We've had our eyes on the modular Polymega console for quite some time now, and with good reason – if these guys can pull it off, it will be the ultimate one-stop retro system, covering consoles such as the NES, SNES, Mega Drive / Genesis, Mega CD and even Neo Geo CD.
The project hasn't been without its controversies, though; revised specs and incorrectly sourced footage have led many to question if the Polymega will ever make it into full production. It's wise to be cautious with this kind of thing, but after a long period of silence, the makers of the console have finally delivered a series of updates.
The Polymega hardware is finished, according to the team at Playmaji. It will run on a 35W Intel Coffee Lake S series Processor, which is upgradeable so Polymega can support other, more powerful retro systems in the future. The upgrade will need to be carried out by an authorised service outlet.
Polymega will also support NVMe M.2 2280 SSD's via an expansion port on the base of the machine. SD card expansion remains in place and will support cards up to 1TB in capacity. If you wanted to max out the storage, you can install up to 3TB – that's room for a lot of games.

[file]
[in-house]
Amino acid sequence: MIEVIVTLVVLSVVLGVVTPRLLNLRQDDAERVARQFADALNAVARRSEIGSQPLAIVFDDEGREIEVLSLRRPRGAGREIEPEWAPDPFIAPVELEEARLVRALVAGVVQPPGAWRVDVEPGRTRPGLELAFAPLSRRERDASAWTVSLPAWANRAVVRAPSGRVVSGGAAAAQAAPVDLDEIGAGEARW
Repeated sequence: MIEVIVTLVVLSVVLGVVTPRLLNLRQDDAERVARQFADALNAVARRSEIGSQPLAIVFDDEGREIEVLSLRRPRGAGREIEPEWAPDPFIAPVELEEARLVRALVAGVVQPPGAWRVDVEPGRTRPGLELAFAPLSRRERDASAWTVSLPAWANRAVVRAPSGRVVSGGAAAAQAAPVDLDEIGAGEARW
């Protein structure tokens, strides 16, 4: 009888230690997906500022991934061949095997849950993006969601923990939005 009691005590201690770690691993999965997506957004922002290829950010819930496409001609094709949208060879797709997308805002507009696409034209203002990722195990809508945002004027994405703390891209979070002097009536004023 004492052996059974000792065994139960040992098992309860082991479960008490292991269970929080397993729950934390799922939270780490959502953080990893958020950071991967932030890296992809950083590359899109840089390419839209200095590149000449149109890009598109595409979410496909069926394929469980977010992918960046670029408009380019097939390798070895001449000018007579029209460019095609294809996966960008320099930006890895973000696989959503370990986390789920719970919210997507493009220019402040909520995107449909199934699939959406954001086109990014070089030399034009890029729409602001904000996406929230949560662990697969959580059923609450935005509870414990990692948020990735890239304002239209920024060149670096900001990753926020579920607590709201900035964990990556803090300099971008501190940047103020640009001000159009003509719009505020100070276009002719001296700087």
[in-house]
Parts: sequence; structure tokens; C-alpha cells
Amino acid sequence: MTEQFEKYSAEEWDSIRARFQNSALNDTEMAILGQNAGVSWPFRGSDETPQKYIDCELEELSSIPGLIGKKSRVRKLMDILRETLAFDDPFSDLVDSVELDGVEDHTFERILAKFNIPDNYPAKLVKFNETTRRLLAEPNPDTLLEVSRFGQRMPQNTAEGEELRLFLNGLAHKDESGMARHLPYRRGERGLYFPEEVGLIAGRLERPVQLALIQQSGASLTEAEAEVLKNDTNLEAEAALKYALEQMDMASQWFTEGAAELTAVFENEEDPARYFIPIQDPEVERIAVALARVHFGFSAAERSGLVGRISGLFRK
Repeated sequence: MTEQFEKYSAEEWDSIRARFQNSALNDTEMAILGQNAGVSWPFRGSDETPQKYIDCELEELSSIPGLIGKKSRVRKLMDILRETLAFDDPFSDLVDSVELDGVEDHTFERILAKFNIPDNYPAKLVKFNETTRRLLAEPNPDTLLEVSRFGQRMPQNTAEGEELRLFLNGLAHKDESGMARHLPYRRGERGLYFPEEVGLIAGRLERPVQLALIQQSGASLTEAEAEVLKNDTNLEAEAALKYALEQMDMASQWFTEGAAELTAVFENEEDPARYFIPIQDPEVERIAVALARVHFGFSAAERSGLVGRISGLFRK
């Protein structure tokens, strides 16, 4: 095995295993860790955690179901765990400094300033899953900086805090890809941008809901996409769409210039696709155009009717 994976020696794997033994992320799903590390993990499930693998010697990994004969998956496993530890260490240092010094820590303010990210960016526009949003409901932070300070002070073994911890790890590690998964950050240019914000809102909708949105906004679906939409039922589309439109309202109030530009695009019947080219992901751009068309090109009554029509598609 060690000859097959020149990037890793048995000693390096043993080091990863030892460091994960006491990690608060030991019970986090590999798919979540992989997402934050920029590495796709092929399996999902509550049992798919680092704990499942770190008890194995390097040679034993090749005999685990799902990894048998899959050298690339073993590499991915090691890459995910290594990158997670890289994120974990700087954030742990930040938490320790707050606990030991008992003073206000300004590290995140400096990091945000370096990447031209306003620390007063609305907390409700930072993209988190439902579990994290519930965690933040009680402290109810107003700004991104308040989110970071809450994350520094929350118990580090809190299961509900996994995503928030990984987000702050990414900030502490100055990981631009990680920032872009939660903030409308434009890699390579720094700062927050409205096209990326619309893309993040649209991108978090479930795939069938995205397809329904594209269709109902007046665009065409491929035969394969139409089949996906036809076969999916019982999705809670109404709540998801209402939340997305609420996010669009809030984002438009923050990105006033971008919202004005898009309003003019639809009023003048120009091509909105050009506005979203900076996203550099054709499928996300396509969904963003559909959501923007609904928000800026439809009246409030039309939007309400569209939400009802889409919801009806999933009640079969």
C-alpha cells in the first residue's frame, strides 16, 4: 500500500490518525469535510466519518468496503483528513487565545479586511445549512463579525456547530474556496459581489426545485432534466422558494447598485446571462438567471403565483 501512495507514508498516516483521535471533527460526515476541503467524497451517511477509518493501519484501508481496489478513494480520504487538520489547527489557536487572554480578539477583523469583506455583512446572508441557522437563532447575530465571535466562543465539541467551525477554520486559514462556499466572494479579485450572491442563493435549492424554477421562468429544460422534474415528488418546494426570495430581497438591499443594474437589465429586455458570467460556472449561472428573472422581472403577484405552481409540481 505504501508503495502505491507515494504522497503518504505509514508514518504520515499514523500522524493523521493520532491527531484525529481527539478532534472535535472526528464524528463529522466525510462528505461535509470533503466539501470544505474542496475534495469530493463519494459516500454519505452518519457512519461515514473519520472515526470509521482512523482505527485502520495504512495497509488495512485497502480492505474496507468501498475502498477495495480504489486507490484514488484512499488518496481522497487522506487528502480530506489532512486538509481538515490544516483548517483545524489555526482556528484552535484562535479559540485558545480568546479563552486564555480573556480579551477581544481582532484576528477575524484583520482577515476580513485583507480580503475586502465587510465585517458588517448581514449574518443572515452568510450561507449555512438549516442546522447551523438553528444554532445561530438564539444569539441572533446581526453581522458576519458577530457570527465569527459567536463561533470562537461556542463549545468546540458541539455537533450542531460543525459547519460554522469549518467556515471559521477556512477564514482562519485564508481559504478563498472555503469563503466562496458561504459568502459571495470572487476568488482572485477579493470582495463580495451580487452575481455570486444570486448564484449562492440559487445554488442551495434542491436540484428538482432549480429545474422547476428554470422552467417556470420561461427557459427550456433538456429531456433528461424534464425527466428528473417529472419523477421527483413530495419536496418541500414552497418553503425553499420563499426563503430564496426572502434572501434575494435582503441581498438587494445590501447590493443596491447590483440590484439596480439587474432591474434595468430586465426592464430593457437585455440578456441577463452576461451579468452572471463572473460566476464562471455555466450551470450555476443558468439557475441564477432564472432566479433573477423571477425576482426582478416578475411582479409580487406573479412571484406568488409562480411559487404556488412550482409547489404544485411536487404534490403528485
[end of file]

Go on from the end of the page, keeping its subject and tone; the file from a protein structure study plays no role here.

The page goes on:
Saturn support was one of the last big announcements for the Polymega, and the team is reporting that it has hit 99% game and 99% HLE BIOS compatibility for the entire Saturn library. Emulation is running at full speed, apparently. Meanwhile, PlayStation HLE BIOS is 90+% and will be improved over the next few months.
Emulation is one of the big question marks hanging over the project, but the team behind the console have revealed that it will only include in-house or legally-licensed emulators, which are considered to be "best in class", with "only one of them" being able to run on a low-power ARM-based device. Gameplay samples of all emulators in action will be posted on YouTube next week.
Of particular interest to Nintendo fans is the news that the included SNES emulator will come with expansion chip support for SA1, SuperFX and CX-4, with DSP-1/2 (and variants) and S-DD1 "being implemented at the moment". Again, gameplay samples "with lossless audio" will be made public soon.
It wasn't all good news, however; due to 14nm chip supply shortages, the ship date for Polymega will most likely change. The company is "in line behind a few larger companies" but the aim is to get most of the chips by summer. Press units and pre-orders will be shipped as soon as they are in hand.
Finally, it was revealed that the second round of pre-orders will open in May, and retail pre-order info will also be forthcoming around the same time.
Polymega is being demoed at GDC as we speak, and we'll update this post with any video footage that hits the web. In the meantime, let us know if all of this information has calmed your nerves or simply made you even more skeptical.